CLASP most likely contributes to cell expansion and, in turn, organ morphology and axial extension in plants by influencing the mechanical properties of the cell wall. The requirement for microtubules in directional cell expansion is well documented, although the exact mechanisms remain unclear (Baskin, 2001; Sugimoto et al., 2003; Wasteneys, 2004; Smith and Oppenheimer, 2005). Cellulose microfibrils accumulate where cortical microtubules are most abundant (Panteris and Galatis, 2005), and according to recent studies with fluorescently labeled cellulose synthase enzymes, cellulose synthase complexes associate closely with cortical microtubules (Gardiner et al., 2003; Paredez et al., 2006). Pharmacological or genetic disruption of microtubules also impairs anisotropic cell expansion, although often this is not accompanied by any loss of parallel transverse cellulose microfibril orientation (Himmelspach et al., 2003; Sugimoto et al., 2003; Baskin et al., 2004). Like clasp-1, the fra1 mutation, which targets a cortically distributed KIF4 kinesin, impairs cell growth despite having normally oriented cortical microtubules (Zhong et al., 2002). In fra1 cells, cellulose microfibrils are variably aligned. Examining microfibril orientation in clasp-1 mutants will be important for understanding the relationship between microtubule dynamics and cell wall mechanics.

One intriguing feature of the clasp-1 mutants is that cortical microtubules in the root elongation zone, despite a possible reduction in polymer levels, remain well organized in transversely oriented arrays. Previous studies have demonstrated that propyzamide or oryzalin treatment, at concentrations that reduce but do not eliminate microtubules, can induce right-handed microtubule helices in root epidermal cells (Nakamura et al., 2004) or reduce microtubule density and increase randomization (Baskin et al., 2004). In one study, however, microtubule destabilization by treatment with very low levels of propyzamide promoted transverse microtubule organization in hypocotyl cells (Nakamura et al., 2004). It is possible, then, that microtubules in clasp-1 plants are only mildly destabilized. The inhibition of axial growth but lack of dramatic organ swelling in clasp-1 plants supports this possibility, consistent with the demonstration that root elongation inhibition occurs at lower concentrations of microtubule-destabilizing drugs than does root swelling (Collings et al., 2006).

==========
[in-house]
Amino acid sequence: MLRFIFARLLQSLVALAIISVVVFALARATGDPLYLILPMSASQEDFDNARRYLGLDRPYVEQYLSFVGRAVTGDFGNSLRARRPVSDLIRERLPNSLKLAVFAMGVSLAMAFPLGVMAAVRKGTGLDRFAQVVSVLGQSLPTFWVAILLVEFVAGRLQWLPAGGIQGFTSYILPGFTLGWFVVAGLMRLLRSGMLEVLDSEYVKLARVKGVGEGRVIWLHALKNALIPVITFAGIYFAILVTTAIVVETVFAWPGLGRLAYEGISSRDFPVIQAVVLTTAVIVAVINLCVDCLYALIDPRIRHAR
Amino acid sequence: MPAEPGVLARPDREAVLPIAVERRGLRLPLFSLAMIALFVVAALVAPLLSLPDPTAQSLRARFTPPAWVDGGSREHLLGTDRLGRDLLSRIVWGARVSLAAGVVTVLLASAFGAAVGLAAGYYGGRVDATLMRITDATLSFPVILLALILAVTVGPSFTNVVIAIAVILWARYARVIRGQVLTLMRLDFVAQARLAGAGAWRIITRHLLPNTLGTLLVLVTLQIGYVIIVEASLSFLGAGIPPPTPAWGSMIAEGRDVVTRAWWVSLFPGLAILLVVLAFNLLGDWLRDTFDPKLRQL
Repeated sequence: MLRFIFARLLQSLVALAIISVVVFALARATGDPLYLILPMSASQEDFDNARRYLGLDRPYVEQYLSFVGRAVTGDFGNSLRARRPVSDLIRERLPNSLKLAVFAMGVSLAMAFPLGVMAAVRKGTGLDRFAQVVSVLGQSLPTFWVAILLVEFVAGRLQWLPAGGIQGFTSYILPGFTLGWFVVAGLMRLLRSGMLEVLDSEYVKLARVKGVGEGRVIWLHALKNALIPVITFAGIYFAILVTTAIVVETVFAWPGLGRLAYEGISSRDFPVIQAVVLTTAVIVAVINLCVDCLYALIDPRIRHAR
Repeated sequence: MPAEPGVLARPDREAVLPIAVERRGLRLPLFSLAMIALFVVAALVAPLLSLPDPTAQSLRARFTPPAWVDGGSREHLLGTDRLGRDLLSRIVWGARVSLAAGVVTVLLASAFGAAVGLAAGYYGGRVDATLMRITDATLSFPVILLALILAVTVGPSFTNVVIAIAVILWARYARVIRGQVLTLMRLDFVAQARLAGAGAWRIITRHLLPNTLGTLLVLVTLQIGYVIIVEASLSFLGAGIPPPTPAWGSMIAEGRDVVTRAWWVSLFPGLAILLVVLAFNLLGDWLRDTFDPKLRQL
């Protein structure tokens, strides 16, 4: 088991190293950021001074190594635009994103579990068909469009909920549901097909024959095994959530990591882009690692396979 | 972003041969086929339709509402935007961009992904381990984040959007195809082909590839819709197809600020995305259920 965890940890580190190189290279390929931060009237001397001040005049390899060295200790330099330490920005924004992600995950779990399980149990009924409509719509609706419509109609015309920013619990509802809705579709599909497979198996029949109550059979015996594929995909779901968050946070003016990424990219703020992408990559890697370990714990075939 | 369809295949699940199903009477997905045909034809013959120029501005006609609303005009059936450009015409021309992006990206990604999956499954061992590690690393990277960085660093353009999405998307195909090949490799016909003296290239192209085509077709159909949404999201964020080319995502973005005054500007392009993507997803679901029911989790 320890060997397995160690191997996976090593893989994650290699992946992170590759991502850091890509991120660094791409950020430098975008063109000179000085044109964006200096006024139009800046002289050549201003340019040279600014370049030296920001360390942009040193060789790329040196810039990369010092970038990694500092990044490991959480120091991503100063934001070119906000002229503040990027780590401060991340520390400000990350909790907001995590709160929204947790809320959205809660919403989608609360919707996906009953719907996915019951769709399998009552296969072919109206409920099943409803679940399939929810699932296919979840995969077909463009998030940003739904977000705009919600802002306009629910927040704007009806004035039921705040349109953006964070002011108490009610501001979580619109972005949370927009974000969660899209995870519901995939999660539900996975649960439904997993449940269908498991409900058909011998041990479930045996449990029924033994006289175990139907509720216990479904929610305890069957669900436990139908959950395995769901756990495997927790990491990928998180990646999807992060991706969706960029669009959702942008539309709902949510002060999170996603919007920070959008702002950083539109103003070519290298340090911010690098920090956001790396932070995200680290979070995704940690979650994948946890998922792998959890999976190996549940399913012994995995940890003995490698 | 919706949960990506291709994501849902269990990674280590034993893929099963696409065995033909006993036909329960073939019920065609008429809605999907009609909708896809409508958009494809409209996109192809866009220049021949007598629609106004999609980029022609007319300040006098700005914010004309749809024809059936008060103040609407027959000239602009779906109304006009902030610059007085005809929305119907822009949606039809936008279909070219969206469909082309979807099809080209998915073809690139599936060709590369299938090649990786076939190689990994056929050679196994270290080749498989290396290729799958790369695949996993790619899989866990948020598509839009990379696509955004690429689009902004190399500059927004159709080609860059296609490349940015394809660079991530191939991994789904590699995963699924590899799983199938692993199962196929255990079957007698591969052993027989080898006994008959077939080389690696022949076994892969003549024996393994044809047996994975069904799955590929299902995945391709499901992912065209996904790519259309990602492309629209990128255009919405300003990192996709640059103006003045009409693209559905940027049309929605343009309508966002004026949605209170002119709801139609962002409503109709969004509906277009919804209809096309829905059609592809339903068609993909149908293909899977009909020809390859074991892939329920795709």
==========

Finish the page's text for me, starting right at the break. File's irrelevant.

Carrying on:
Interestingly, clasp-1 plants do not exhibit cell file rotation and organ twisting, phenotypes often associated with genetic or pharmacological inhibition of microtubules (Furutani et al., 2000; Abe et al., 2004; Nakamura et al., 2004; Ishida et al., 2007). Cell file rotation has been proposed to result from differential cell elongation between tissues, wherein normally elongating epidermal cells twist to accommodate the shorter cells in inner tissues (Furutani et al., 2000; Sedbrook et al., 2004; Wasteneys and Collings, 2004). It was recently shown that various mutations in either α- or β-tubulins can generate left- or right-handed helical cortical microtubule arrays in root epidermal cells (Ishida et al., 2007). Although the correlation between right-handed microtubules and left-handed twisting and vice versa is compelling, it is noteworthy that this relationship is specific to roots growing on hard agar surfaces and is not observed in mor1-1 mutants, which display left-handed organ twisting while lacking oblique microtubule orientation (Whittington et al., 2001). In clasp-1 plants, microtubules may not be sufficiently destabilized to induce oblique microtubule orientation and/or cell file rotation; rather, it seems more likely that the uniform reduction in cell size between layers accounts for both the reduced organ size and the lack of twisting.